In the future, the workplace will no longer be defined by spatial properties. We’ve had flexible working for some time, but where we will eventually get to is a concept of workplace as mobile as our phone. That doesn’t mean we won’t go to an office, but it means that the office will be with us anywhere we want it.
One of the very best things about the smartphone is that it makes super-computing portable and pocket-sized. The smartphone goes everywhere with us. So too must our workplace become portable and pocket-sized.
That’s not to say you won’t have a place at all. We are social animals and we draw motivation from being around others. But nobody uses their smart phone because they have to. In the future, nobody will have to go to a place of work — they’ll go there when they want to, because they want to.
And what’s it like when you get there? We moved from desktops to laptops to phones and tablets for a reason: human beings crave freedom. And when you have portability, why have a desk? Forget about sharing desks, that’s just cosmetic.
In some ways, we’ve come a long way from the cubicles and executive suites of the twentieth century. But in other ways, we’ve only seen minor upgrades. My company’s Potentiology research showed that for organisations to succeed in the 21st century, their work force must be supported to realise their full potential — and getting the organisational architecture right is essential to making this happen.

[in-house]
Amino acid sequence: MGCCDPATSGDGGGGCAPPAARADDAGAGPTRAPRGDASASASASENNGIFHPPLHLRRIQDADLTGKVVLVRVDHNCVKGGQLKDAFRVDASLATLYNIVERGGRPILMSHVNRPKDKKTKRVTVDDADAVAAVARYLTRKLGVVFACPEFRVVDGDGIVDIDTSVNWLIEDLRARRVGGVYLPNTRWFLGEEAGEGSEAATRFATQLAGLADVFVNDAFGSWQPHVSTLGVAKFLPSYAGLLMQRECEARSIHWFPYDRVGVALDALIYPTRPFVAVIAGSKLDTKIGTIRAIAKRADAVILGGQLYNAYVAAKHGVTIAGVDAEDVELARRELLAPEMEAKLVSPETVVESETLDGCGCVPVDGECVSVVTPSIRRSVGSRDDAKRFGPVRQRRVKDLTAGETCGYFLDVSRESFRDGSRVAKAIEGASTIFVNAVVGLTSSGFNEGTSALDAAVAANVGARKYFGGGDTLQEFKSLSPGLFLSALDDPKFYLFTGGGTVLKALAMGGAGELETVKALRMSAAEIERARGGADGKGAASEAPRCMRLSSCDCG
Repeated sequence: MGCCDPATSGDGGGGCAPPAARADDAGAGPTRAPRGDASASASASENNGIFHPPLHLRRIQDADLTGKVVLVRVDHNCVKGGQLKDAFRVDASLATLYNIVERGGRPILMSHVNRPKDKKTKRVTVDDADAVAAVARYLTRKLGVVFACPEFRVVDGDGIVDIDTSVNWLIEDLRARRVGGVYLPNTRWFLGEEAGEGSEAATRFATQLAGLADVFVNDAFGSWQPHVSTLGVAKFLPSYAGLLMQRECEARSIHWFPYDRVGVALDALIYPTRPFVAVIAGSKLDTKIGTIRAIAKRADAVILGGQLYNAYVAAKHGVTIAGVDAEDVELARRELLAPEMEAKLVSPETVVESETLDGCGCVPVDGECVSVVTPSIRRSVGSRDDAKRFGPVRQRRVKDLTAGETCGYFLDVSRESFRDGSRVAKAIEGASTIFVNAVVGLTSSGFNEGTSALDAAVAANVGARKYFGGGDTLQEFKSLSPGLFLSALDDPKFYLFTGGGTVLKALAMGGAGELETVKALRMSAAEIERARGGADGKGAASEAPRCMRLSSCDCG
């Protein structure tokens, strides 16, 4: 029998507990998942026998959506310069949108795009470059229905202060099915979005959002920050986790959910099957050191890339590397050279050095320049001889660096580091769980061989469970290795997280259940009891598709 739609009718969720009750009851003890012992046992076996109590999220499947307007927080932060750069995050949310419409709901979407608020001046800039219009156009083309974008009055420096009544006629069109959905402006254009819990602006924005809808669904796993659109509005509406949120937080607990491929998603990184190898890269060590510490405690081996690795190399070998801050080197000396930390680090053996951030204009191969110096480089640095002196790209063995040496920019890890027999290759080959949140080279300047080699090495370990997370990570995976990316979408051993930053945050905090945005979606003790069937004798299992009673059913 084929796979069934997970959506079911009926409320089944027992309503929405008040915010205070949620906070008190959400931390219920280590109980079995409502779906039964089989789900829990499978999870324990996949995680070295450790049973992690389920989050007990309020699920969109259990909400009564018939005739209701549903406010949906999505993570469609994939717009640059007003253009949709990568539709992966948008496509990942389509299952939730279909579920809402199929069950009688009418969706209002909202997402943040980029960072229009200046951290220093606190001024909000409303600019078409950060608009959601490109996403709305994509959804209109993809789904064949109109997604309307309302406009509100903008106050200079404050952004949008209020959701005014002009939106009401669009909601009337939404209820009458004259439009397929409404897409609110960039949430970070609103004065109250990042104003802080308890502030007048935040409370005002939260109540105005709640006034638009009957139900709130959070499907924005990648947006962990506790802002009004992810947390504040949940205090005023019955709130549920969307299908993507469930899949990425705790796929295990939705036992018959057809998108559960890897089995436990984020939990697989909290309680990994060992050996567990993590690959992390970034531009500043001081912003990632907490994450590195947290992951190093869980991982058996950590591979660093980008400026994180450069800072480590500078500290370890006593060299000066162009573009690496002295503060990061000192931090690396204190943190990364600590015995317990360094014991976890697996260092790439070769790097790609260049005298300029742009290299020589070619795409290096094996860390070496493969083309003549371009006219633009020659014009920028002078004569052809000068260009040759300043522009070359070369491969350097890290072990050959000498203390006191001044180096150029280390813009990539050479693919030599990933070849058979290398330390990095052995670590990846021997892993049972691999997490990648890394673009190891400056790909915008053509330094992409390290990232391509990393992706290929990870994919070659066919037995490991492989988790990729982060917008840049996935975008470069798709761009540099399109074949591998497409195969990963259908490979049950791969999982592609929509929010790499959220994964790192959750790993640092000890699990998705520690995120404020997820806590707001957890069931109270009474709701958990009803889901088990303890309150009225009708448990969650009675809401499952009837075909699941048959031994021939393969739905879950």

As Shane Hales, managing director of Axiom Workplaces, put it: “Technology is increasingly transforming how people use physical office environments. Getting the right blend of technological, physical and cultural aspects is vital in creating work spaces that bring out the best in people.”
The rise of smart phones has been the most powerful vindication of human-centred design. We feel so intimately connected with them because they were designed to be in sync with us.
In the future, when humanity is the fundamental driver of workplace design, we’ll love where we work as much as we love our smartphone.
(Anthony Mitchell is the co-founder and Chief Potential Officer of Bendelta, focusing on designing organisations and leaders for the cyber-physical age. He is also Chairman of the Aurora Education Foundation, providing accelerated development opportunities for Australia’s most promising Indigenous scholars, and a member of the Amnesty International 2020 Council.)